When Chadwick woke next day, it was to find a finely carved wand of prickly ash enclosing the horn of the serpent. Isolt and James had succeeded in creating a wand of exceptional power.
- Ilvermorny School of Witchcraft and Wizardry (Pottermore)

Shikoba Wolfe, an American wandmaker, was famous for making intricately carved wands.

Shikoba Wolfe, who was of Choctaw descent, was primarily famous for intricately carved wands containing Thunderbird tail feathers (the Thunderbird is a magical American bird closely related to the phoenix).
- 1920s Wizarding America (Pottermore)

These wands must work, since he’s considered one of the four great wandmakers in America, so wands can be carved and still functional. However, it remains unclear if they can be carved after their creation. Chadwick’s wand was carved when it was being made, not after, and it’s not said when in the process of making wands Shikoba Wolfe carves them. Since it is possible for wands to be carved, it seems like it should also then be possible for a wizard to have their new wand carved in a custom way to make it look distinctive or suit them better.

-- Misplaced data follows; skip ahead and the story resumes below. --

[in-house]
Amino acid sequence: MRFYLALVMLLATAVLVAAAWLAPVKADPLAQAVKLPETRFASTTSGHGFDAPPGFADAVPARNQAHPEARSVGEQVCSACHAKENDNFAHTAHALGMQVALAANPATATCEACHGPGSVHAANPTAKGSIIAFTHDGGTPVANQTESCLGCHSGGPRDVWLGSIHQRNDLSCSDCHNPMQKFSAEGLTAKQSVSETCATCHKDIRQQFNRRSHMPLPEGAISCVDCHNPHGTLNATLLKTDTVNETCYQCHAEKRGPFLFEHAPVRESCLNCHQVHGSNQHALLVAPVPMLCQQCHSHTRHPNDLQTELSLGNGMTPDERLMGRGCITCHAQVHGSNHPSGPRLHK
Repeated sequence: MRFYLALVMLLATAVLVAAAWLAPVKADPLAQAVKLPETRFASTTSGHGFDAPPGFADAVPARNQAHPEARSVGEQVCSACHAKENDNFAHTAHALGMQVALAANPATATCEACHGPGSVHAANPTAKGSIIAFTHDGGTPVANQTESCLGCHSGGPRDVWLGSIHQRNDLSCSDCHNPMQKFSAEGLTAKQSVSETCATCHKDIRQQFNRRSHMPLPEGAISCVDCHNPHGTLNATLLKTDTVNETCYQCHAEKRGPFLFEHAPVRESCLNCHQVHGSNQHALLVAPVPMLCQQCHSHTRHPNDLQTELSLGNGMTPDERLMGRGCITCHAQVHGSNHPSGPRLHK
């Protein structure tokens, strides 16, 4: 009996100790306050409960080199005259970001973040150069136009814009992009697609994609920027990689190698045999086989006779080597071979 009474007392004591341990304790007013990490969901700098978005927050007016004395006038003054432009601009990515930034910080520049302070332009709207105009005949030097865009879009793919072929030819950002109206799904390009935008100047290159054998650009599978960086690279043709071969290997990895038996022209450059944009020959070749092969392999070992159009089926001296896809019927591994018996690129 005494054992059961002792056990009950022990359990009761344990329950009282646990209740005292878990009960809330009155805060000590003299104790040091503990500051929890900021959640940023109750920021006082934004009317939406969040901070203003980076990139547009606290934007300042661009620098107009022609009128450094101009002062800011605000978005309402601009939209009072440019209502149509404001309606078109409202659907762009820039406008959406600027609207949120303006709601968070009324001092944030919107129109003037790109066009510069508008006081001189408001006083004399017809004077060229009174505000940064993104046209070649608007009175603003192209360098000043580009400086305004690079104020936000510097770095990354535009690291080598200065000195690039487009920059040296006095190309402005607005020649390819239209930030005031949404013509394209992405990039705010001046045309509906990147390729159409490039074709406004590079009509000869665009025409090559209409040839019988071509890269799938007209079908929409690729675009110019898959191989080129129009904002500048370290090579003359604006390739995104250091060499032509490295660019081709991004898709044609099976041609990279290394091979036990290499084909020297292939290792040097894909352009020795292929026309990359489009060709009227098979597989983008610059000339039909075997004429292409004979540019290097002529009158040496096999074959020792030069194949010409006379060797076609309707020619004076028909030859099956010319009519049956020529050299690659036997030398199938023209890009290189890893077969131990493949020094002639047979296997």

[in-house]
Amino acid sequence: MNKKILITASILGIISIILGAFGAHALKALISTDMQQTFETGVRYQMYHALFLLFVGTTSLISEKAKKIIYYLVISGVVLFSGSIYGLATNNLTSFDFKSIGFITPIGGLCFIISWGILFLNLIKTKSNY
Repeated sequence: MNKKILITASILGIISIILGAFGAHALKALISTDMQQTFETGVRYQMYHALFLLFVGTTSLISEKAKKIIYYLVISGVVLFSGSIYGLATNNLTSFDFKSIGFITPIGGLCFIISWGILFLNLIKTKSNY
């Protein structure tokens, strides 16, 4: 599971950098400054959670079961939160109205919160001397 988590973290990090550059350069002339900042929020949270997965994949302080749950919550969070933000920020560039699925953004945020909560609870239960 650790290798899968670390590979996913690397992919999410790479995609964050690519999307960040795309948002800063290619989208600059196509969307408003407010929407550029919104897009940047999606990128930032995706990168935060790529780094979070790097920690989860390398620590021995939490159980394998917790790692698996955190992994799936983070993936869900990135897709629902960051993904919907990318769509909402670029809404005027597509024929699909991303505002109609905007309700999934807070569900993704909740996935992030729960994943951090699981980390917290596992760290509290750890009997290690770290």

We know the wands are quasi-sentient in the HP universe. They possess a certain amount of understanding of who their owner is, they may or may not be loyal, they may or may not be particularly willing to cast a specific spell, they are said to embark on a learning quest together with their owner.

On the other hand, in the HP universe, magic can affect the appearance of a person using it (or affected by it). He-who-must-not-be-named is the most famous example: his use of Dark magic changed his appearance so much nobody could recognize him as Tom Riddle anymore. Another example is Lupin saying to Sirius: "finally the flesh reflects the madness within".

It stands to reason, therefore, that the wand itself, as it gathers the experience and learns and bands together with its master -- will eventually morph and take on the shape that will reflect its master's character.

  • It makes sense, but do you have any canon references to back this up?
    – JohnP
    Jun 17, 2018 at 23:22